We are very excited to welcome two new editors to “Asian Art History Dissertation Reviews,” Stephen Whiteman (National Gallery of Art) and Noelle Giuffrida (Case Western Reserve University). Our new duumvirate will continue to bring you friendly, non-critical overviews of recently defended, unpublished dissertations in this dynamic field. If you are interested in having your dissertation reviewed, please fill out the Review Application Form. If you are interested in helping out in some other way, please contact email@example.com. Our Asian Art History Editors can be reached at firstname.lastname@example.org and email@example.com.
Introducing Our Field Editors
Stephen Whiteman is the 2012-2014 A. W. Mellon Postdoctoral Fellow at the Center for Advanced Study in the Visual Arts at the National Gallery of Art in Washington, D.C. He earned his AB in the History of Art and Architecture, History and East Asian Studies at Brown University before continuing on first to an MA in East Asian Studies and then his PhD in Art History at Stanford University. His dissertation, “Creating the Kangxi Landscape: Bishu shanzhuang and the Mediation of Qing Imperial Identity,” explores the role of landscape in the articulation of imperial identity during the early Qing dynasty. His publications include an essay in the volume Chinese History in Geographic Perspective (Du and Kyong-McClain, eds., 2013), and forthcoming work in Studies in the History of Gardens and Designed Landscapes and from Dumbarton Oaks. [Website here]
Noelle Giuffrida is Assistant Professor of East Asian Art at Case Western Reserve University. Her research focuses on the history of collecting and exhibiting Chinese art and the visual culture of Daoism in Ming and early Qing China. Her forthcoming book, Separating Sheep from Goats: Sherman E. Lee’s Collecting, Exhibitions, and Canon of Chinese Painting in Postwar America, explores how the longtime Cleveland Museum of Art Director and Curator of Oriental Art established himself and the museum’s collection as preeminent in the field. By investigating his pivotal role in art markets, exhibitions, and scholarship at midcentury, she brings to light a critical, yet largely neglected, chapter in the history of collecting and exhibiting East Asian art beyond its countries of origin. Her book is part of a larger ongoing project on the history of acquiring and presenting Chinese art in the postwar era that examines the relationships, circumstances, and strategies of curators, private collectors, dealers, and institutions. Her articles and book chapters have explored the planning, execution, and reception of the 1961-62 Chinese Art Treasures exhibition in the United States; Sherman Lee’s experiences as chairman of the 1973 Art and Archaeology Delegation to the PRC as conveyed in his personal diary; and the development of images of the Daoist patriarch Zhang Daoling in Ming and Qing pictorial art. Before coming to Cleveland, she taught at Vassar College and also served as a curatorial researcher and museum educator at the Nelson-Atkins Museum of Art, Spencer Museum of Art at the University of Kansas, and the Philadelphia Museum of Art. [Website here]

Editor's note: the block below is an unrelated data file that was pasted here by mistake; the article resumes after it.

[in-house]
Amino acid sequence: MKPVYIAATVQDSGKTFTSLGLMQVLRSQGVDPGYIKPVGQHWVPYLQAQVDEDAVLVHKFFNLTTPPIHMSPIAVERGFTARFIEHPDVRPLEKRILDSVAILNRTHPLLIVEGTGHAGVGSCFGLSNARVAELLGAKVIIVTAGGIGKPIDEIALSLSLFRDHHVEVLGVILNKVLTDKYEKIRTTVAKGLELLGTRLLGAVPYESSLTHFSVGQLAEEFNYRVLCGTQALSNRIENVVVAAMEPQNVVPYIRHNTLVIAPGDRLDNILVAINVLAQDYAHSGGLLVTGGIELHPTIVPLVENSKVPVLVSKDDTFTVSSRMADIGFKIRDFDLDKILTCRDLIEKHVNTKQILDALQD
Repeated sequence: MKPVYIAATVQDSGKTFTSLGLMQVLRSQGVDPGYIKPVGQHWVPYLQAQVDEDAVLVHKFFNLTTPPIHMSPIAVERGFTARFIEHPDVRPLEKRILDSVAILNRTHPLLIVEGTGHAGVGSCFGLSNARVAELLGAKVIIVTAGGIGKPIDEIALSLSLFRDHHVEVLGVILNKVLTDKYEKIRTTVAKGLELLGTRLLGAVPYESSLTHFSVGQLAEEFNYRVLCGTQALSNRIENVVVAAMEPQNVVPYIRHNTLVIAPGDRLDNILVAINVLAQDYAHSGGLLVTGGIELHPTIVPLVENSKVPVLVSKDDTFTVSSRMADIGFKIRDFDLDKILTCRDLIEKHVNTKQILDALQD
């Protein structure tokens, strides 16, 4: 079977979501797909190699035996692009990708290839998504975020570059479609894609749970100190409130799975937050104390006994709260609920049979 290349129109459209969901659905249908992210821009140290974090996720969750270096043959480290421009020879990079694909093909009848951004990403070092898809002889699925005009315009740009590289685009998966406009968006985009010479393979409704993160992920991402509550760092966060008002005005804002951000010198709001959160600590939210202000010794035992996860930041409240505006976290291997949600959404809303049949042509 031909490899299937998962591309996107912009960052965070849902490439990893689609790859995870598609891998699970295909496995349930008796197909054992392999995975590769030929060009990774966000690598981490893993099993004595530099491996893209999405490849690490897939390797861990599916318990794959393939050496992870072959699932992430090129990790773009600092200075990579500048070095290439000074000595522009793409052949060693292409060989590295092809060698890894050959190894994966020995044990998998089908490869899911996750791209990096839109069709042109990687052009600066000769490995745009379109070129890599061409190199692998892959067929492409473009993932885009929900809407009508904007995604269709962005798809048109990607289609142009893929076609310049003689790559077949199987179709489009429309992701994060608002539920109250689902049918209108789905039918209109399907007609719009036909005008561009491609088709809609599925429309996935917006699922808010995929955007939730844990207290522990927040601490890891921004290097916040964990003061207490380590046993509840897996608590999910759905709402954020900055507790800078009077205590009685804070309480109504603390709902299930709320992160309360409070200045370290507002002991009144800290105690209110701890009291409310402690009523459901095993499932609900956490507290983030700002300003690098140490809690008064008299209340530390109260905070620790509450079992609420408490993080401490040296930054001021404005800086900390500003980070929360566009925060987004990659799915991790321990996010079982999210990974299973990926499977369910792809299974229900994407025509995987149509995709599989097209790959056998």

Image: Zateman, El Real Monasterio de Santo Tomás, Museo de Arte Oriental, Ávila, Spain. Wikimedia Commons.